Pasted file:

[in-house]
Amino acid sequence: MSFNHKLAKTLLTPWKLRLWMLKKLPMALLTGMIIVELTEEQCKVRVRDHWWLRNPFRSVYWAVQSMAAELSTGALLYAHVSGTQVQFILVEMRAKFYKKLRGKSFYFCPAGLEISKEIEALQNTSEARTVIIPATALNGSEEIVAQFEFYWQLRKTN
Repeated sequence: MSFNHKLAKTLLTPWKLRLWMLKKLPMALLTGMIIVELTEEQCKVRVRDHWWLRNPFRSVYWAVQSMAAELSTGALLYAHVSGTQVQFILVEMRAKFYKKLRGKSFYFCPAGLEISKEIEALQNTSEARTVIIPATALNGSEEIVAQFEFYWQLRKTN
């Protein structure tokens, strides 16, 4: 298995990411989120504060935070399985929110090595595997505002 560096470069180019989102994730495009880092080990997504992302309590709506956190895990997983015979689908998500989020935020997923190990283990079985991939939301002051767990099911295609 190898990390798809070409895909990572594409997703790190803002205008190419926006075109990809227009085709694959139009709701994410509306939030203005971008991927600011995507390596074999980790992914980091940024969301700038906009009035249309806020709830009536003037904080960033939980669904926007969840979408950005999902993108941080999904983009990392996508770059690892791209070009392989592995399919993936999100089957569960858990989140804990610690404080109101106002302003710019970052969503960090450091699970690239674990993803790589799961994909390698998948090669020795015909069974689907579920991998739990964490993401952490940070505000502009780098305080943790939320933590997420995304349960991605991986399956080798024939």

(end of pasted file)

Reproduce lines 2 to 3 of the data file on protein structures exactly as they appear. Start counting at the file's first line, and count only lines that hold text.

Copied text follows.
Amino acid sequence: MSFNHKLAKTLLTPWKLRLWMLKKLPMALLTGMIIVELTEEQCKVRVRDHWWLRNPFRSVYWAVQSMAAELSTGALLYAHVSGTQVQFILVEMRAKFYKKLRGKSFYFCPAGLEISKEIEALQNTSEARTVIIPATALNGSEEIVAQFEFYWQLRKTN
Repeated sequence: MSFNHKLAKTLLTPWKLRLWMLKKLPMALLTGMIIVELTEEQCKVRVRDHWWLRNPFRSVYWAVQSMAAELSTGALLYAHVSGTQVQFILVEMRAKFYKKLRGKSFYFCPAGLEISKEIEALQNTSEARTVIIPATALNGSEEIVAQFEFYWQLRKTN